Craig Murray writes:
The news cycle moves on, and having had their fifteen minutes of Western compassion, whole peoples are left to struggle on with the wreck of their lives.
Today the media suddenly recall again the terrible dispossession and oppression of the Palestinian people. In a couple of weeks’ time, they will be back to claiming that anybody who recalls that is an anti-Semite.
The fashion for worrying about the Rohingyas has entirely passed; the TV crews have gone and the Hollywood celebrities moved on to their next fad. But the plight of the dispossessed has still worsened.
The British conquest and occupation of what they knew as Burma met with some of the stiffest national resistance – characterised by the British as “fanatic” – the British ever encountered, as the invaders advanced up the rivers in a series of 19th century wars and were resisted from behind multiple fortified bamboo stockades. It is a very little known episode in British history, largely because it was so inglorious.
The Burmese never did become docile under Imperial rule, and for that reason a high proportion of the ancestors of the present day Rohingya were employed as Imperial functionaries (not only military and police), in a classic British move of exploiting ethnic and religious tensions, which policy was absolutely conscious and deliberate at the time.
The Rohingyas had themselves in large part been driven out of an expansionist Burma in the 1780s, and the British returned a great many from Bengal, exploiting a pre-existing conflict in classic fashion.
This background, which in no way justifies the recent ethnic cleansing of the Rohingyas, is essential to understanding the root of recent events; it is a perspective almost entirely absent from media narrative.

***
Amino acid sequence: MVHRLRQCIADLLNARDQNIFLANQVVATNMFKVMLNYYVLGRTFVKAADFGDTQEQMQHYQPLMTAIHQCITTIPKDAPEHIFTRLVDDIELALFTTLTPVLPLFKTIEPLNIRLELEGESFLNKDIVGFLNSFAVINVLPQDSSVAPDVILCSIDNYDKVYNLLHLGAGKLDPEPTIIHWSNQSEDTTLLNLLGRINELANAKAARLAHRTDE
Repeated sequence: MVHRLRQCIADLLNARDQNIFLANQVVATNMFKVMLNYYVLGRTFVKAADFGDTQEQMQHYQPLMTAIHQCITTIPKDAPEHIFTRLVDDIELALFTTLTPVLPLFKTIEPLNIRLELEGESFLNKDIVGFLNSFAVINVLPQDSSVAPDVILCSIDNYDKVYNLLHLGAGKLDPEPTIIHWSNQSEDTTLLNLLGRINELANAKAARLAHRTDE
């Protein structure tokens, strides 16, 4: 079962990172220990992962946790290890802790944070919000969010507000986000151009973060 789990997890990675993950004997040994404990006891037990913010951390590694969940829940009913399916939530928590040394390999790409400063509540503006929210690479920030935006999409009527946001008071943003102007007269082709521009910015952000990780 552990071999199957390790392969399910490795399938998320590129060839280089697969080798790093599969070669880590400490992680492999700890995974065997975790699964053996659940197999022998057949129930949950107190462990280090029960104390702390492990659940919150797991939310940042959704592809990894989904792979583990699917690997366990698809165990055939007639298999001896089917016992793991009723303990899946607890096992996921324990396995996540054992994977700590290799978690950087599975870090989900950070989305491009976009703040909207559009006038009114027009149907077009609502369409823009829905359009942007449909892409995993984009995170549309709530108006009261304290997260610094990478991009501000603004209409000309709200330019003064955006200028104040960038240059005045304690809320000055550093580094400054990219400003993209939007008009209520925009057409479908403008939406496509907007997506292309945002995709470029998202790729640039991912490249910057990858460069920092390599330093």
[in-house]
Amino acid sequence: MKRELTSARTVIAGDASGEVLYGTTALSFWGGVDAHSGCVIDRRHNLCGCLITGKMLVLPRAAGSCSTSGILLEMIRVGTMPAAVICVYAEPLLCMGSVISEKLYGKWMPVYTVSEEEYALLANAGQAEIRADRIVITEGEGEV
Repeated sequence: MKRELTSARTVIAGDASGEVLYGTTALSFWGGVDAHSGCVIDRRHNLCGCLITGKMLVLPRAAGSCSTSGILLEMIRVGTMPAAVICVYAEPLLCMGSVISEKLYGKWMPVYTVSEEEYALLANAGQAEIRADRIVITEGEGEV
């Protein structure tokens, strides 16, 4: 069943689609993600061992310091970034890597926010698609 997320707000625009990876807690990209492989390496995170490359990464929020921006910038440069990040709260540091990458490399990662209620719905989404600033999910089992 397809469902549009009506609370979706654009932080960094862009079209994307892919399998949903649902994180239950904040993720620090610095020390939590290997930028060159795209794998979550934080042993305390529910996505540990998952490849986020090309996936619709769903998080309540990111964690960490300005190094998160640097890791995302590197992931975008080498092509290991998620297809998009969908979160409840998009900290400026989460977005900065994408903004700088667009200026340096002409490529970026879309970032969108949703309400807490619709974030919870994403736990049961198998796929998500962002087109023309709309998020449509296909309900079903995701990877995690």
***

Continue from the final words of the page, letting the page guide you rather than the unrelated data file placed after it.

Nadira’s next film venture as co-producer is a documentary on the Rohingya situation which will endeavour to explain what is happening in much more depth than simply the recital of individual atrocity stories, terrible though these are. The director will be our friend Shahida Tulaganova. They are currently attempting to raise funds towards the production costs, and here is their fundraising appeal. Help would be much appreciated.
I should add that I have no input to this at all, other than making cups of tea, and any views expressed will very probably not concur with my own, with which I am very comfortable. As I have always said, the entire purpose of this blog is not to make people think like me, it is just to make people think.
You can make a contribution through kickstarter. That site works on the premise that if the full donation target of £15,000 is not reached, then the money is not given and returns to the donors. To date they have raised £4,526 and have eleven days left.